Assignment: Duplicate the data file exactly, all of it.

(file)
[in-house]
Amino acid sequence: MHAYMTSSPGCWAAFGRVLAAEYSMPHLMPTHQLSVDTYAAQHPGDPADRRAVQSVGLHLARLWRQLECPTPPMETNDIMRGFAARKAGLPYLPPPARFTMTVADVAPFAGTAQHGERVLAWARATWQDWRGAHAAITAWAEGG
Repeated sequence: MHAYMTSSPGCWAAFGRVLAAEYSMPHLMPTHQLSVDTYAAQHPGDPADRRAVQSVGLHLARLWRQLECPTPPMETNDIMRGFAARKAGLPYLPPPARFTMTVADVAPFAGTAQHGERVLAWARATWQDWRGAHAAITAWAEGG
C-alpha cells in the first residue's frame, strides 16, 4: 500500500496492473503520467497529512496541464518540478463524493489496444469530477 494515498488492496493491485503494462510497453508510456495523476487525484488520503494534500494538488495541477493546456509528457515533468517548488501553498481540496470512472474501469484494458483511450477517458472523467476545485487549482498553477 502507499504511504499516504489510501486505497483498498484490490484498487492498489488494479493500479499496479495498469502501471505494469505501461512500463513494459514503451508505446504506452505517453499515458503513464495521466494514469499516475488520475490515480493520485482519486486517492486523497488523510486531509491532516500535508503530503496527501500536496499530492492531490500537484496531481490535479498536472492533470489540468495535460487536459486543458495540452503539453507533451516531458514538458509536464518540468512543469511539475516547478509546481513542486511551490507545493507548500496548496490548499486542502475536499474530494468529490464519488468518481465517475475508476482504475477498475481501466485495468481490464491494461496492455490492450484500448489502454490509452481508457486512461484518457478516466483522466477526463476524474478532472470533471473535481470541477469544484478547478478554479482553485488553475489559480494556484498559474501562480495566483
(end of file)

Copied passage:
[in-house]
Amino acid sequence: MHAYMTSSPGCWAAFGRVLAAEYSMPHLMPTHQLSVDTYAAQHPGDPADRRAVQSVGLHLARLWRQLECPTPPMETNDIMRGFAARKAGLPYLPPPARFTMTVADVAPFAGTAQHGERVLAWARATWQDWRGAHAAITAWAEGG
Repeated sequence: MHAYMTSSPGCWAAFGRVLAAEYSMPHLMPTHQLSVDTYAAQHPGDPADRRAVQSVGLHLARLWRQLECPTPPMETNDIMRGFAARKAGLPYLPPPARFTMTVADVAPFAGTAQHGERVLAWARATWQDWRGAHAAITAWAEGG
C-alpha cells in the first residue's frame, strides 16, 4: 500500500496492473503520467497529512496541464518540478463524493489496444469530477 494515498488492496493491485503494462510497453508510456495523476487525484488520503494534500494538488495541477493546456509528457515533468517548488501553498481540496470512472474501469484494458483511450477517458472523467476545485487549482498553477 502507499504511504499516504489510501486505497483498498484490490484498487492498489488494479493500479499496479495498469502501471505494469505501461512500463513494459514503451508505446504506452505517453499515458503513464495521466494514469499516475488520475490515480493520485482519486486517492486523497488523510486531509491532516500535508503530503496527501500536496499530492492531490500537484496531481490535479498536472492533470489540468495535460487536459486543458495540452503539453507533451516531458514538458509536464518540468512543469511539475516547478509546481513542486511551490507545493507548500496548496490548499486542502475536499474530494468529490464519488468518481465517475475508476482504475477498475481501466485495468481490464491494461496492455490492450484500448489502454490509452481508457486512461484518457478516466483522466477526463476524474478532472470533471473535481470541477469544484478547478478554479482553485488553475489559480494556484498559474501562480495566483